Twitter, the service you either love or hate, will be offering a geo-location service soon. This is something other web sites like BrightKite have tried to get other people to start using. You go somewhere then announce where you are by means of GPS coordinates.

Consumer location-aware tech is still something that’s relatively new. There are certain things you should practice so the tech is used to your best advantage.

1. Don’t mark a location in front of your house.

Most people test the technology on a smartphone right from their own home. The tech is designed to be 100% public with the option of making it private. Most people forget about that option. When performing your test, do so at another location else everybody knows where you live – including the people you don’t want knowing this information.

2. Be wary of auto-updating features.

Several location-aware services have the option of auto-updating. This is convenient, but you may forget you have it on, thereby having it serve to your disadvantage.

Example: You’re a husband that decides to surprise your wife by going to get her flowers that day. If your wife sees that you went to the flower shop by means of a web site showing your location, the surprise is ruined.

3. If it’s public, your boss is tracking you.

Many companies today routinely scan the internet for any scrap of information about you, especially if you’re an employed by them. Heck, it almost saves them from having to do periodic background checks! If you’re on the clock and sending out location data, chances are high the boss will be following your movements.

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4. Thieves can easily know when you’re not at home.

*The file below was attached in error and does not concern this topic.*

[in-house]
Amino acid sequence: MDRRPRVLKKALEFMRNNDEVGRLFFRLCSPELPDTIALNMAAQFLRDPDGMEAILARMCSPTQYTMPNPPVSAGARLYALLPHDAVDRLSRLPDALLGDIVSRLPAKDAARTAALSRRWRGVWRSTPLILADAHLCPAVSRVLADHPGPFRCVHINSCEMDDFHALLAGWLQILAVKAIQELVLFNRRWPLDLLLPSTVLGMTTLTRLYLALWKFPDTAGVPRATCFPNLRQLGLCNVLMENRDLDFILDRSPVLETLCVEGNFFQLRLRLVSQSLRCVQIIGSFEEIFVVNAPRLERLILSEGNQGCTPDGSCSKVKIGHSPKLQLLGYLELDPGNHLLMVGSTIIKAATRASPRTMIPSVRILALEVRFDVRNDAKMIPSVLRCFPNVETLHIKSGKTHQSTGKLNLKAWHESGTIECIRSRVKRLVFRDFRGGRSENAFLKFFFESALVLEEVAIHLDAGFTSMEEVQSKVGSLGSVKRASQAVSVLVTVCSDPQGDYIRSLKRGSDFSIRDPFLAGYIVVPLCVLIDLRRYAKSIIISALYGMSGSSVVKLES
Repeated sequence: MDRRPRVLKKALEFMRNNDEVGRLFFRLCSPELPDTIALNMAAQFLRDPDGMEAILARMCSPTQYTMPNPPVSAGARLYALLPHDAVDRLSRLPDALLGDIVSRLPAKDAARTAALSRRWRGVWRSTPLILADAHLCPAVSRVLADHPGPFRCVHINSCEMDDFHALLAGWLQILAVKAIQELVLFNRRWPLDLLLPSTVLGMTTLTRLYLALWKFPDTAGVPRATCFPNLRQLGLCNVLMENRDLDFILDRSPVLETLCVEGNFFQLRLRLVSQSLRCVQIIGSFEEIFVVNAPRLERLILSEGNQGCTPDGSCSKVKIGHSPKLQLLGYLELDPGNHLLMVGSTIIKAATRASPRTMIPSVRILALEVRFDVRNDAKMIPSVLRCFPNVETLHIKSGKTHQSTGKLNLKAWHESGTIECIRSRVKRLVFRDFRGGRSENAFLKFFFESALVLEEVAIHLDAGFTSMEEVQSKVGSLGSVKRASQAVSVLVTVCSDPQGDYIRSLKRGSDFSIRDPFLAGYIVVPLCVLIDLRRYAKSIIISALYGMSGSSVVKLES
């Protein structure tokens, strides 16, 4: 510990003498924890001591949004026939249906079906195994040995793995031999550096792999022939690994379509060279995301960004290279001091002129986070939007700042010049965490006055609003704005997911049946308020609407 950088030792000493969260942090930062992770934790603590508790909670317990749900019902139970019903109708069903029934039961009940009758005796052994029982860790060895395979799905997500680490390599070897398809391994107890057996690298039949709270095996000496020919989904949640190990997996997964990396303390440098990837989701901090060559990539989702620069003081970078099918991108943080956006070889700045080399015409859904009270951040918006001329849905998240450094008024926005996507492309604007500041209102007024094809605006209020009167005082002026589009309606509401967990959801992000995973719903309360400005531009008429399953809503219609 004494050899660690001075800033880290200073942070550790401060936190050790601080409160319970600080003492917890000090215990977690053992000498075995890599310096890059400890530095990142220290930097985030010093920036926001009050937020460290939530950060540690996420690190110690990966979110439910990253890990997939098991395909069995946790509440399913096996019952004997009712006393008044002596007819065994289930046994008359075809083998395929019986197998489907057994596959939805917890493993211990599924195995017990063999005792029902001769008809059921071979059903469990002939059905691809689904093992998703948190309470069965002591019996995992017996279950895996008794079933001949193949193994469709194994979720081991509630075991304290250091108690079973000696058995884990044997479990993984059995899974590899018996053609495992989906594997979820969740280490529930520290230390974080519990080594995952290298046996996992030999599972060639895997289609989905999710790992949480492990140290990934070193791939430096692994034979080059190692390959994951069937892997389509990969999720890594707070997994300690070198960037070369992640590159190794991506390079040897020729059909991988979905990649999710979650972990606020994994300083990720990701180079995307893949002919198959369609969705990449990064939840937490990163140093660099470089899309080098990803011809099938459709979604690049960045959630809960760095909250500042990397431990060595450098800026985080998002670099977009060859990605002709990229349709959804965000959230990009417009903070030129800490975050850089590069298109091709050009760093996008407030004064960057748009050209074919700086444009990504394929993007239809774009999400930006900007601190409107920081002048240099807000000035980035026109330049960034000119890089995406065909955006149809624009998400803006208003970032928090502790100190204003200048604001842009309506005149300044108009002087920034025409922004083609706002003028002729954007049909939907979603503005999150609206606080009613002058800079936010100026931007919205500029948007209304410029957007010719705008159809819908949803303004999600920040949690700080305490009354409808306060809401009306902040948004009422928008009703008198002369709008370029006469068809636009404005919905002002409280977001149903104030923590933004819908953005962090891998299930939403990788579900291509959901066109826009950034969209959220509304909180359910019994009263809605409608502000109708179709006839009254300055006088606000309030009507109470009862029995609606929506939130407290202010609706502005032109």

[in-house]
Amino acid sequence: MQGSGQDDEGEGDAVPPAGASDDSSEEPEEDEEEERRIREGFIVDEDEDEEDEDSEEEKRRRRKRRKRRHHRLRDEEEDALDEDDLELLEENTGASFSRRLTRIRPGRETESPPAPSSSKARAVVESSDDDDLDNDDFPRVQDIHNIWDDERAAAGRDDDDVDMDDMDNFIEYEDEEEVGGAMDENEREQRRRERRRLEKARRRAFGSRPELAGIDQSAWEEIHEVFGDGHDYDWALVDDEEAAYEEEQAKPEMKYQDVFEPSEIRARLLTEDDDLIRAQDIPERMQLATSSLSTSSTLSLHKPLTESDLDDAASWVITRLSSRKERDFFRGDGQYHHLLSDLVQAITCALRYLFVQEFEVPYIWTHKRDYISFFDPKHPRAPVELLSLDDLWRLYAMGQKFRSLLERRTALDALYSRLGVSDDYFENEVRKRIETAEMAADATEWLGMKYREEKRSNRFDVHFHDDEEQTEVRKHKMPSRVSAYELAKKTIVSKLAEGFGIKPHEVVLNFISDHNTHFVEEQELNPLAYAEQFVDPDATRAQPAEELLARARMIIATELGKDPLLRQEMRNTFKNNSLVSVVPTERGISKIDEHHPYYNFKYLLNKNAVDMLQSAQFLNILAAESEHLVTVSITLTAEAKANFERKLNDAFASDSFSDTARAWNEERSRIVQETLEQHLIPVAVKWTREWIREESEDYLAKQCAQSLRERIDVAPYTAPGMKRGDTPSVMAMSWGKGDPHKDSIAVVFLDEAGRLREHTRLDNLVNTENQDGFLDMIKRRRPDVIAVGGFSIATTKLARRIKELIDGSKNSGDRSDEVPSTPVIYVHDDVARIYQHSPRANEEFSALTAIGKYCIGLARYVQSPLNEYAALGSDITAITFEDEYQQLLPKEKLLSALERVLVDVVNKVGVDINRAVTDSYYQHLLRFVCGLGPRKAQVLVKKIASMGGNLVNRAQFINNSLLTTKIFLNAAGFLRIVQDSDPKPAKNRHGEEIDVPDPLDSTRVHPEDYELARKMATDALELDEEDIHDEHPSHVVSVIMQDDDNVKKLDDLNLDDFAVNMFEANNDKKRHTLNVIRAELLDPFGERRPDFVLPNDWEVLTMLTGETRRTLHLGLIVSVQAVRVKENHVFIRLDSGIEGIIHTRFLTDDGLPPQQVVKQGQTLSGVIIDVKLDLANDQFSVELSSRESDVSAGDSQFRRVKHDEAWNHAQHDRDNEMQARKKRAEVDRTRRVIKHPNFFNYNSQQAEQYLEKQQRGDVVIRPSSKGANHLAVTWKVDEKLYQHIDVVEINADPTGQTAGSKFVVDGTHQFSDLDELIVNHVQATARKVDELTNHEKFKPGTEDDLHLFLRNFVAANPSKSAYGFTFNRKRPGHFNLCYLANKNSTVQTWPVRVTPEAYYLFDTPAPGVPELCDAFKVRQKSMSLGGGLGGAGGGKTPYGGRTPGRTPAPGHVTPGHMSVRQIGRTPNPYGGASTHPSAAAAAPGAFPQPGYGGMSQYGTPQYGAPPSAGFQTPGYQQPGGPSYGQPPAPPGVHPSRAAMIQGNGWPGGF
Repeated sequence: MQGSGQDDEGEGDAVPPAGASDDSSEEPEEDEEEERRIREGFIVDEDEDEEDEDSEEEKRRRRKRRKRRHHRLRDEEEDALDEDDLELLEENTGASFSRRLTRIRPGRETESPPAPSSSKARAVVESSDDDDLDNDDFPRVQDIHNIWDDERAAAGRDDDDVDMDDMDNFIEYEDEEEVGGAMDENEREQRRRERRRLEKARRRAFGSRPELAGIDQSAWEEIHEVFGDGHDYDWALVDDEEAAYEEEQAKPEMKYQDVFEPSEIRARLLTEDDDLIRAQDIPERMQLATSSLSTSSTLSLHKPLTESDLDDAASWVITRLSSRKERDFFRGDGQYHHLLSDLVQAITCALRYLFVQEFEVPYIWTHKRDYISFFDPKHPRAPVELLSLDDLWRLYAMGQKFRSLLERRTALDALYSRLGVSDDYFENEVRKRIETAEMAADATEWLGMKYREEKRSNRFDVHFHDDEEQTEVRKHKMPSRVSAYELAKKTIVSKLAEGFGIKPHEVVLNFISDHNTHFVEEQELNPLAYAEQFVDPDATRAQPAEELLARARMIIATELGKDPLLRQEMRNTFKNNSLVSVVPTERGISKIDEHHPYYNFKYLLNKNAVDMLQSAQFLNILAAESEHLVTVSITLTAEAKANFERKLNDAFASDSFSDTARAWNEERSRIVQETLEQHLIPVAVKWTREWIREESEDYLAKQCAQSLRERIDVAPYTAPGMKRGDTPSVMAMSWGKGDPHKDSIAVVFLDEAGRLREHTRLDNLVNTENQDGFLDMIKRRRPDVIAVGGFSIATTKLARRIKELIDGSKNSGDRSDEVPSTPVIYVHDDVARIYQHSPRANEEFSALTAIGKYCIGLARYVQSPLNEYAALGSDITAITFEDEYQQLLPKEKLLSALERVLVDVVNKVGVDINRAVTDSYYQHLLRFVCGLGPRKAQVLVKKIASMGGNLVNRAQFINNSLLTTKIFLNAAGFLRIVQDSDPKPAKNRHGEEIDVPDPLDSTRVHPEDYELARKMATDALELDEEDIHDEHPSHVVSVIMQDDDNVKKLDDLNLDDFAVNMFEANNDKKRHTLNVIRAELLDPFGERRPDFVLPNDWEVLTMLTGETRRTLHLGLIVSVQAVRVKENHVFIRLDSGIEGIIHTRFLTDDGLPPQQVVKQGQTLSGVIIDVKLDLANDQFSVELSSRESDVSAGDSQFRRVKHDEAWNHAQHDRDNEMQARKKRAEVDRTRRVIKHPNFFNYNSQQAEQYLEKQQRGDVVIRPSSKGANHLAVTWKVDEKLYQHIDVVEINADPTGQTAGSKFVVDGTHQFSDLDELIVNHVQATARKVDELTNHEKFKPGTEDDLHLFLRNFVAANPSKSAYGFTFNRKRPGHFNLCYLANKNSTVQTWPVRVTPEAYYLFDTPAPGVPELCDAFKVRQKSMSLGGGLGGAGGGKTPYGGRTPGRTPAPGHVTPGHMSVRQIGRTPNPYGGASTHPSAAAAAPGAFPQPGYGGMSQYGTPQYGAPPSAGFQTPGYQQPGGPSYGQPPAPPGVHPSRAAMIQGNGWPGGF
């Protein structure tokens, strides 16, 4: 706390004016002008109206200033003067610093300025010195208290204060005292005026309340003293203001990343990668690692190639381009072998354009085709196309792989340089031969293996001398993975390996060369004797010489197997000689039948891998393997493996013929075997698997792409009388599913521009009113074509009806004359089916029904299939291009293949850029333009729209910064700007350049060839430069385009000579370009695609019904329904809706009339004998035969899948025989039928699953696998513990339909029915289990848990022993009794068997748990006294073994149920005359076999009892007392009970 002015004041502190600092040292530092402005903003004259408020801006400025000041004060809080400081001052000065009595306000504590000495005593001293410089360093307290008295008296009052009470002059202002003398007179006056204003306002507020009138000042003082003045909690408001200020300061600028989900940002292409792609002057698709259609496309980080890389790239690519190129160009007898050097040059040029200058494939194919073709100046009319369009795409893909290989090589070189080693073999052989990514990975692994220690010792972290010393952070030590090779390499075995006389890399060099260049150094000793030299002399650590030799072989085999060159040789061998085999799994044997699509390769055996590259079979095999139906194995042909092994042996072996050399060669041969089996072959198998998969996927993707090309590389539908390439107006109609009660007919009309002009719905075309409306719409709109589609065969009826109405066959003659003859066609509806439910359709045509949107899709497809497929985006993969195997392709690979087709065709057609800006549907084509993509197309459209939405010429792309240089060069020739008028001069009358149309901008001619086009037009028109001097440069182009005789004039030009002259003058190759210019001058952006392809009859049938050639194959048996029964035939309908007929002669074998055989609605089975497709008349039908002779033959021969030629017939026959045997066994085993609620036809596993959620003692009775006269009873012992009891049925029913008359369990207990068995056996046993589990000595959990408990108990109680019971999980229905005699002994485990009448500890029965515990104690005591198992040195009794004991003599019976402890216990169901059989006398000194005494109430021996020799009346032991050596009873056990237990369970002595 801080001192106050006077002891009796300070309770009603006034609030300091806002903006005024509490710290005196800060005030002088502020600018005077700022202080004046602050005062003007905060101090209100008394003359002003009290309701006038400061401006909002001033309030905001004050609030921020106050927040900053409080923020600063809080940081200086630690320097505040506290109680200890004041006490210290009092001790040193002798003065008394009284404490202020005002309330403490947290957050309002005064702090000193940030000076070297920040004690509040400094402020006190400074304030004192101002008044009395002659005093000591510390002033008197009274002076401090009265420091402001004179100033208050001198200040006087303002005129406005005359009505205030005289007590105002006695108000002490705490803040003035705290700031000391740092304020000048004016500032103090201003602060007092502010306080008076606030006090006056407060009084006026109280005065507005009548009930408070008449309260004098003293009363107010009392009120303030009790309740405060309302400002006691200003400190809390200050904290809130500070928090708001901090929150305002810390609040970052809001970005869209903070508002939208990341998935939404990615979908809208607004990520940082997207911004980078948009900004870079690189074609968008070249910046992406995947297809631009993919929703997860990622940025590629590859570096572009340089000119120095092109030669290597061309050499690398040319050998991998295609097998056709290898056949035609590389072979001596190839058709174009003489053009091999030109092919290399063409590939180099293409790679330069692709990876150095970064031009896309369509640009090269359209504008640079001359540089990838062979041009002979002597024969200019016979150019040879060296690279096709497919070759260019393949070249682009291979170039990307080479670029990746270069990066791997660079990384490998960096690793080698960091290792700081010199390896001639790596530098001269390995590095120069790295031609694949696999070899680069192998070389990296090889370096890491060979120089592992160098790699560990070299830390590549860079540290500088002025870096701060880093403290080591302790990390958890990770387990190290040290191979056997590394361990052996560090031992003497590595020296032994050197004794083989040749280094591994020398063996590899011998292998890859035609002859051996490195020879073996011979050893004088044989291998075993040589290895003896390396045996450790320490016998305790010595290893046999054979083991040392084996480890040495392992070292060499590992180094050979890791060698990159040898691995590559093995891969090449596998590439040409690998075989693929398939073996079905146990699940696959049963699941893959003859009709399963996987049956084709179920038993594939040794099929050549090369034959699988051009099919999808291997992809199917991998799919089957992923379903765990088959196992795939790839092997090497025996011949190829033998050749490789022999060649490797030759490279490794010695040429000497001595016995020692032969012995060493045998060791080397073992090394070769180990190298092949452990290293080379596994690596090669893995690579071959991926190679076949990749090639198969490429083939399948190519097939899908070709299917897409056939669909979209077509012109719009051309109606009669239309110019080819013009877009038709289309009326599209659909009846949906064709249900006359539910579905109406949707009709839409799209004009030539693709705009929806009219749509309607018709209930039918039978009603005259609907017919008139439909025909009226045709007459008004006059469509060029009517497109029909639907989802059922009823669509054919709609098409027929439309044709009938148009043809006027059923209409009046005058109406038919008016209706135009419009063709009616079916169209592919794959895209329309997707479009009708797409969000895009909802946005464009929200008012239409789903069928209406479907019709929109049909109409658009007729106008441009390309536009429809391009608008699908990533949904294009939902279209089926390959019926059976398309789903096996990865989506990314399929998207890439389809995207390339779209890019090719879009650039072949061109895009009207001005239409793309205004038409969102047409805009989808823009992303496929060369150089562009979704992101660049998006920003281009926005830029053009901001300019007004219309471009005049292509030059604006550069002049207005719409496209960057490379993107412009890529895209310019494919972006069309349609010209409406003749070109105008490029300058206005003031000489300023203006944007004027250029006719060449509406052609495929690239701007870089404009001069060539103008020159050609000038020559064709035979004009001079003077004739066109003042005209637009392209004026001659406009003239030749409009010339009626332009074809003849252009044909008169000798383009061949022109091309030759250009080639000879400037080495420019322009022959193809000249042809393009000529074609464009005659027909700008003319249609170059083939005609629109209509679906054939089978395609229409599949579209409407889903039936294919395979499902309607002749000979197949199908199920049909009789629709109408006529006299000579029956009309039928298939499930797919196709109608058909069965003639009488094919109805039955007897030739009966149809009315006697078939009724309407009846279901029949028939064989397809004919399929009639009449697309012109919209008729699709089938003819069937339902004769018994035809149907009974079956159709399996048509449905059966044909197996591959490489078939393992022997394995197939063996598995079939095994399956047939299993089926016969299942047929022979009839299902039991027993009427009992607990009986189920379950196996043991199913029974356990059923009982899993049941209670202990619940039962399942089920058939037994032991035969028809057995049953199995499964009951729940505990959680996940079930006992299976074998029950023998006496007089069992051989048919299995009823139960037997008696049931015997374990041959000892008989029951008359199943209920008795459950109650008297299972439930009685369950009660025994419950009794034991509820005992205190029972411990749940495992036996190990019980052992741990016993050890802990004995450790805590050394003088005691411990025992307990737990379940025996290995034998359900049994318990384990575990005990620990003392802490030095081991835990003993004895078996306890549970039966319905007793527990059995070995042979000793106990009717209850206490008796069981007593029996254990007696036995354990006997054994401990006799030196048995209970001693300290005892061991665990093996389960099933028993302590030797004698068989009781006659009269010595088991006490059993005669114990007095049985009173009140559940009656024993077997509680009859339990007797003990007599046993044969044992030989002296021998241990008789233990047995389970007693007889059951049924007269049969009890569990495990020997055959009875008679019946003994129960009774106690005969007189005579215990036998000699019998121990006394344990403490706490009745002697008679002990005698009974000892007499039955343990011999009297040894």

Years ago it made news that when you set your email signature to a vacation response that said, "I won’t be home from dates X to Y, but will be checking my mail as soon as I get back", thieves would purposely email people just to get this information so they knew certain homes were free and clear to rob from.

If a thief is following your movements via your location broadcasts, it can lead to the same disastrous results for you. This is especially true if you broadcasted your location from your house (see point 1 above). The thief knows where you live, knows when you’re not at home and knows exactly when to go and break into your house – even in broad daylight. In fact he can even study your location patterns to determine the best time to "do the job", so to speak.

5. Know all options for private location broadcasting.

This is the best piece of advice on the list. Don’t just start broadcasting without knowing how to protect your location information, should the need arise.

Location-aware? Good? Bad? Useful? Worthless? Dangerous?

Let us know what you think.